FEMA's Tribal Policy, as first stated on September 25, 1998, applies to the American Indian and Alaska Native Tribal Governments as follows:
In the spirit of community, FEMA commits itself to building a strong and lasting partnership with American Indians and Alaska Natives to assist them in preparing for the hazards they face, reducing their disaster vulnerabilities, responding quickly and effectively when disasters strike, and recovering in their aftermath.
In response to the FEMA Tribal Policy, the first E580, Emergency Management Framework for Tribal Governments course was delivered January 28-31, 2002 at the EMI campus. In attendance were 21 representatives from 13 Tribal Nations, one Tribal College, FEMA staff and State representatives.
The Preparedness Branch is responsible for the delivery and management of the EMI Tribal Curriculum. The Tribal Curriculum is a series of courses designed with Tribal people, for Tribal Governments, in order to meet the unique emergency management needs of these Sovereign Nations with regard to tribal culture, tradition, sovereignty and governance.
Since that first E580 course delivery, the Tribal Curriculum has grown to five (5) courses and to date over, 4800 certificates of completion have been issued for the Tribal Curriculum courses. The familiar feather logo has become synonymous with high quality and culturally appropriate emergency management training to meet the needs of Indian Country.
The Tribal Curriculum courses are delivered by a team of instructors who are carefully selected for their extensive experience working for a tribal government in emergency management and the majority of the instructors are Native. Feedback from participants unanimously supports the cultural appropriateness and credibility of the Tribal Curriculum instructor team.
In 2009, a focus group of tribal government representatives and FEMA staff was convened to undertake revision of the three courses in the curriculum at that time. The focus group also developed an overall goal for the Tribal Curriculum:
EMI Tribal Curriculum Goal: To collaborate with tribal governments to build emergency management capability and partnerships to increase the resilience of tribal nations and communities.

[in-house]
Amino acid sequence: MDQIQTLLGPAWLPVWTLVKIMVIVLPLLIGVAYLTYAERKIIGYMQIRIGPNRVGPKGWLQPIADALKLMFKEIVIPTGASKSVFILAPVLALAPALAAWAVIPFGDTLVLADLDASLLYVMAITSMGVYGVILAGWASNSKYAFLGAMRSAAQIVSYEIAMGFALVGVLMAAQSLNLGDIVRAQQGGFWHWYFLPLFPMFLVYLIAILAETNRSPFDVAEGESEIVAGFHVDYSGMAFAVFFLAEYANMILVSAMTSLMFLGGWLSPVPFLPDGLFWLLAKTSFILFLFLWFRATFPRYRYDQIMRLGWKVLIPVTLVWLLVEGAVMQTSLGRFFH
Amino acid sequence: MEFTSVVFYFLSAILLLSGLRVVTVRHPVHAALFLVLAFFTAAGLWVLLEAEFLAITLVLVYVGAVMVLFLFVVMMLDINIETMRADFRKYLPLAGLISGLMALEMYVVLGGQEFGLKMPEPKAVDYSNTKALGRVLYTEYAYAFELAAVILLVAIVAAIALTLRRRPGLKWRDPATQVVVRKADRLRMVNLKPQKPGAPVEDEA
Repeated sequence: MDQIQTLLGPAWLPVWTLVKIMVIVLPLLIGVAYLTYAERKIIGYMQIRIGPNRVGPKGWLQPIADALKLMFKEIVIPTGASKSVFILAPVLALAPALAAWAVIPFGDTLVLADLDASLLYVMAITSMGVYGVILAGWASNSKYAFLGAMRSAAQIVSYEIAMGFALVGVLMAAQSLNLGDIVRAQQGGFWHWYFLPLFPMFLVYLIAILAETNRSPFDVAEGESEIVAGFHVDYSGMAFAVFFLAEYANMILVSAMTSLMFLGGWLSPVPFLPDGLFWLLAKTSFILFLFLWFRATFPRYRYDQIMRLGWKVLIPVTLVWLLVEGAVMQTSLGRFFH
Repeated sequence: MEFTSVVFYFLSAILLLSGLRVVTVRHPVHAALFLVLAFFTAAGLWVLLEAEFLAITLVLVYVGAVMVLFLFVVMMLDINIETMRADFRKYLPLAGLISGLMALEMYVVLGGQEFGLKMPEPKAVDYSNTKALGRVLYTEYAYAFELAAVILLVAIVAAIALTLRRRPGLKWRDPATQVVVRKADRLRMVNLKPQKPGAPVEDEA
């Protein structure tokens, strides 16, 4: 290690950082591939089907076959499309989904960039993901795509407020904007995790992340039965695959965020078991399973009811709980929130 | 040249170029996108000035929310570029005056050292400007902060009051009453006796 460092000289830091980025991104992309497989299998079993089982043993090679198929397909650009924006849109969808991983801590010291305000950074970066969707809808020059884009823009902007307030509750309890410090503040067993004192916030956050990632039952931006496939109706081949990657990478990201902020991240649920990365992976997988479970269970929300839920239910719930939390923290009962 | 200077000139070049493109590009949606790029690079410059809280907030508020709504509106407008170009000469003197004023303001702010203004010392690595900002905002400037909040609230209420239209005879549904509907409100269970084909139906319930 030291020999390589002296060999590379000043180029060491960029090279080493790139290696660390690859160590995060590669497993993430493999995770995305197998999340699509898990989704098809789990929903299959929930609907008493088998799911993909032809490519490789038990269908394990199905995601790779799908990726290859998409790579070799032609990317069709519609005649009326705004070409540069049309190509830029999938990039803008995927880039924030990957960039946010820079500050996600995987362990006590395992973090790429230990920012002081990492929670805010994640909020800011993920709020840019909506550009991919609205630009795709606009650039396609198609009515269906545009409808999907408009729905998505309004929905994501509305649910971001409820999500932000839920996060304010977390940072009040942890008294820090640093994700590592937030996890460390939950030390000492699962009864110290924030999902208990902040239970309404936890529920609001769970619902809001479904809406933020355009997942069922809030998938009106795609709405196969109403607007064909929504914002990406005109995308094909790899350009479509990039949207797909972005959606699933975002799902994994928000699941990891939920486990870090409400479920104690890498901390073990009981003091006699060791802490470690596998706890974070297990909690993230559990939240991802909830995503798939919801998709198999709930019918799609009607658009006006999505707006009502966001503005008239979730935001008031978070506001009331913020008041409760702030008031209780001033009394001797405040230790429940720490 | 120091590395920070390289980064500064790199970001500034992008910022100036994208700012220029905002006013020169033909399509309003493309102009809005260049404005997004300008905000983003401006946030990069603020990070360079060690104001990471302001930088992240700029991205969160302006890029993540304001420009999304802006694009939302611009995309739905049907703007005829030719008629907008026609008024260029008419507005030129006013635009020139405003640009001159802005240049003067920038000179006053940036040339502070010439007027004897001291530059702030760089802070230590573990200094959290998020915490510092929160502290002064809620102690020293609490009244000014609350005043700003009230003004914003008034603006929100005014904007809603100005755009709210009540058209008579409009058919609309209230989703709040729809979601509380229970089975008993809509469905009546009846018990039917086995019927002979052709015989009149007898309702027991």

In 2010, a 2-day course on Continuity of Operations (COOP) was added to the Curriculum. Revision to the original three courses was completed in 2012 to update the material and include more relevant tribal examples, videos, and photographs to the material. Finally, the development of a 4-hour short-course for Tribal elected and appointed officials rounded out the Curriculum in 2012.
There are currently five courses in the EMI Tribal Curriculum:
NOTE: There are no tuition fees for EMI on-campus (E) or off-site (L) courses. All instruction and materials are provided at no cost.
For on-campus (E) courses (in Emmitsburg, MD), housing is provided at no cost. All participants are responsible for the cost of a meal ticket for the week and for personal incidental expenses. You must purchase a 21-day advanced, non-refundable coach-class airline ticket by common carrier in order to be reimbursed. Reimbursement for air fare will be made by direct deposit into your personal account 6 to 8 weeks after the course concludes. You will be responsible for reimbursing your organization.
If you have questions about stipend reimbursement, please contact EMI Admissions at 301-447-1035.
Scheduling of L courses is dependent on annual availability of funding. To find out the proposed L course schedule, please contact EMI.
This section contains information about the Agency's active and past consultations with federally recognized Indian tribal governments (tribal governments). FEMA recognizes the nation to nation relationship between the U.S. government and federally recognized tribes. To acknowledge and honor the sovereignty of tribal nations, FEMA conducts regular and meaningful consultation and collaboration with tribal governments to ensure that FEMA policies and programs address tribal needs.
FEMA's Tribal Consultation Policy, updated in July 2019 with input from tribes, outlines the process that FEMA officials use to conduct consultation with tribal governments.